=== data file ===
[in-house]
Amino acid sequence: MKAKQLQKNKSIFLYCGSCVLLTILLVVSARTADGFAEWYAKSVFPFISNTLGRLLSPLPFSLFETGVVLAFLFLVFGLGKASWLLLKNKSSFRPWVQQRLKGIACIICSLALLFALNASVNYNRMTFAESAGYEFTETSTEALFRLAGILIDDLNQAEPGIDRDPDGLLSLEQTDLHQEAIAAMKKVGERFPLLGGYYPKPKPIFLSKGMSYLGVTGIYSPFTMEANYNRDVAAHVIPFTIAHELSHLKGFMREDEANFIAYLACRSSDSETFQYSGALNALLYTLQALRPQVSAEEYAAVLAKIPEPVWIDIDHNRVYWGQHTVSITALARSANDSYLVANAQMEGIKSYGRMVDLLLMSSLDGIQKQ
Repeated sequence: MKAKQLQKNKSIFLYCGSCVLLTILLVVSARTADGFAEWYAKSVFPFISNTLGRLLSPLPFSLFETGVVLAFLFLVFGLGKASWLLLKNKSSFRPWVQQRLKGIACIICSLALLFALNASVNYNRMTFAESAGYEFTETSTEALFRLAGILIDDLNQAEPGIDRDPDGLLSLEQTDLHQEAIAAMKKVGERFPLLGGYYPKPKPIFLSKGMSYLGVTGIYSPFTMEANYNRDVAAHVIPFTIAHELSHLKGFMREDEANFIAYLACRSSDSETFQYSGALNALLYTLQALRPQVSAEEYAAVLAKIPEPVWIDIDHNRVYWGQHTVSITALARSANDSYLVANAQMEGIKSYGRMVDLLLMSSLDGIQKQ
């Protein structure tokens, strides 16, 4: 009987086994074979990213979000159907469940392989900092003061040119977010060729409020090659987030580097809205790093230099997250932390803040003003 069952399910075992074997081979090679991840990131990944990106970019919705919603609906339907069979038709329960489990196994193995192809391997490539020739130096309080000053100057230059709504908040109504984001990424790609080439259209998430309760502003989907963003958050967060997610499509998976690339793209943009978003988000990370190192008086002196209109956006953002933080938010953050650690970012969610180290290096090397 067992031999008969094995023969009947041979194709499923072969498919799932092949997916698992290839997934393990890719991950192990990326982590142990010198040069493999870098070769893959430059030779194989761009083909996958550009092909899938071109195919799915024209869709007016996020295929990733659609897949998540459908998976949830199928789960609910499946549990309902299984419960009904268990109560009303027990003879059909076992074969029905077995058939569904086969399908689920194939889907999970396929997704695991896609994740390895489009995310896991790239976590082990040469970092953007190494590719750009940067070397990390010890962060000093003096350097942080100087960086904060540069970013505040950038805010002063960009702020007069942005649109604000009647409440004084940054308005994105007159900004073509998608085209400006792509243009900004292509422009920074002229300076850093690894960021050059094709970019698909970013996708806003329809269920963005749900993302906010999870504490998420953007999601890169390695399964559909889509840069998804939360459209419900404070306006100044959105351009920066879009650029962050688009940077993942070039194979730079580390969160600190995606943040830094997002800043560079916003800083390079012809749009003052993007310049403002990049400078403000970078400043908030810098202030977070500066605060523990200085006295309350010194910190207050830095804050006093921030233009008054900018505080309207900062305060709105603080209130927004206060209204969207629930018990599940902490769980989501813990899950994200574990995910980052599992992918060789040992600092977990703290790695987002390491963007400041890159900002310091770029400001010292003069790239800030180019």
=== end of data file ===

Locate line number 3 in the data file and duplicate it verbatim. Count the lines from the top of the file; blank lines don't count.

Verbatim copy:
Repeated sequence: MKAKQLQKNKSIFLYCGSCVLLTILLVVSARTADGFAEWYAKSVFPFISNTLGRLLSPLPFSLFETGVVLAFLFLVFGLGKASWLLLKNKSSFRPWVQQRLKGIACIICSLALLFALNASVNYNRMTFAESAGYEFTETSTEALFRLAGILIDDLNQAEPGIDRDPDGLLSLEQTDLHQEAIAAMKKVGERFPLLGGYYPKPKPIFLSKGMSYLGVTGIYSPFTMEANYNRDVAAHVIPFTIAHELSHLKGFMREDEANFIAYLACRSSDSETFQYSGALNALLYTLQALRPQVSAEEYAAVLAKIPEPVWIDIDHNRVYWGQHTVSITALARSANDSYLVANAQMEGIKSYGRMVDLLLMSSLDGIQKQ